NEW YORK—Making Manhattan’s Garment District “a desirable destination neighborhood” while providing incentives to keep garment manufacturers in the area are among recommendations outlined in a new report.
Released Wednesday by the Design Trust for Public Space, the report is the result of three years of study, observation, and meetings with stakeholders and some public officials.
The report came about after the Council of Fashion Designers of America (CFCA) approached The Design Trust in 2009. At the time, the City Council was considering changing zoning restrictions established in the Garment District in 1987 that protect apparel-manufacturing space.
In 2010, CFCA and the Design Trust published a Made in Midtown website, outlining why the Garment District is important to the city.
The second report, released Wednesday, outlines 17 recommendations for City Council to consider implementing over the next decade. The Design Trust estimates the recommendations would help the Garment District generate an additional $340 million annually.
“With this report, the Design Trust proposes a model for an urban creative district, one that leverages, rather than replaces, the presence of manufacturing to create real estate value, support jobs, and capture a distinctive identity,” said Susan Chin, executive director of the Design Trust, in a release.
The report’s four authors suggest City Council support local manufacturers and designers by establishing voluntary, market-based zoning incentives for dedicated manufacturing space; providing tax incentives to manufacturers; launching an NYC Made branding campaign; and offering tax credits for designers who agree to produce locally, as opposed to overseas.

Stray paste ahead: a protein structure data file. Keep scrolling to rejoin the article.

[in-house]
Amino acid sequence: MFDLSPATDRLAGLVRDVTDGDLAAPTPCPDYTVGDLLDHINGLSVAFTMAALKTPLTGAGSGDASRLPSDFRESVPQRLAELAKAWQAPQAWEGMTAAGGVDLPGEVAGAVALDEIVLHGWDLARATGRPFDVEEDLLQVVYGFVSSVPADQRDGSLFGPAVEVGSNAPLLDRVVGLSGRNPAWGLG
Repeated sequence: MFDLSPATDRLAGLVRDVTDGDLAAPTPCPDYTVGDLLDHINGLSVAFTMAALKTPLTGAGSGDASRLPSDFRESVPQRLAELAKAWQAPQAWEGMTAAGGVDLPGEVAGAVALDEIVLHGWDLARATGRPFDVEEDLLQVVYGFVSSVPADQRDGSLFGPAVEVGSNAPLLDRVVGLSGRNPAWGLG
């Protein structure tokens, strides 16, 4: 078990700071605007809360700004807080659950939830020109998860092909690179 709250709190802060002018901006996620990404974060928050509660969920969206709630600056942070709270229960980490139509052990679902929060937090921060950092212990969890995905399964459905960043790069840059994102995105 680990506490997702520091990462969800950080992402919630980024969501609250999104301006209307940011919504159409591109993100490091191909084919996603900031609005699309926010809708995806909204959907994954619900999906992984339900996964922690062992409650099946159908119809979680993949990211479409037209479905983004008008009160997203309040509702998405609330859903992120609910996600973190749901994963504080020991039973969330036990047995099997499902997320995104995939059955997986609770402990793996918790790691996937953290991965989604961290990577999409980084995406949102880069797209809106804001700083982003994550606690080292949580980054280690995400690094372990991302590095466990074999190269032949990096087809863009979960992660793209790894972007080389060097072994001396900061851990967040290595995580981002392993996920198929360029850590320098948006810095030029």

“One of this country’s most unlikely urban trends in the 21st century has been the resurgence of manufacturing,” Chin, from the Design Trust, said in the release.
Upgrading the quality of the district’s public spaces with widened sidewalks, and dynamic streetscapes to strengthen the district’s identity and make it a destination location, are also among the recommendations.
The report suggests the future of the district, without intervention, is unstable due to a significant number of commercial vacancies and spaces illegally converted into offices. Almost half of the space in Garment District buildings within the protective zoning area, or 3.8 million square feet, is vacant or illegally converted. The remaining space is dedicated to fashion-related businesses.
The Garment District houses 270 factories, with up to 40 businesses per block, and providing incentives to those businesses to stay in the area is a priority of the report. At the same time, the vacant space has meant property owners want to change zoning regulations so they can use rent remaining available space for mixed use.
In addition to supporting local manufacturing, the report suggests adding an educational angle to help Midtown reposition the district. An NYC Fashion Innovation Center with exhibition space, classrooms, and a resource library would be a key component of this plan.
Upgrades to public space in the district, such as temporary installations and pop-up shops, would also give the area a stronger identity, according to the Design Trust.
The Garment District contributes $2 billion yearly to the city’s economy, and provides 7,100 jobs, according to the Design Trust.
Apparel production accounts for one-third of New York City’s manufacturing jobs, and could grow further with more incentives like tax credits and an NYC Made brand campaign, according to the study.
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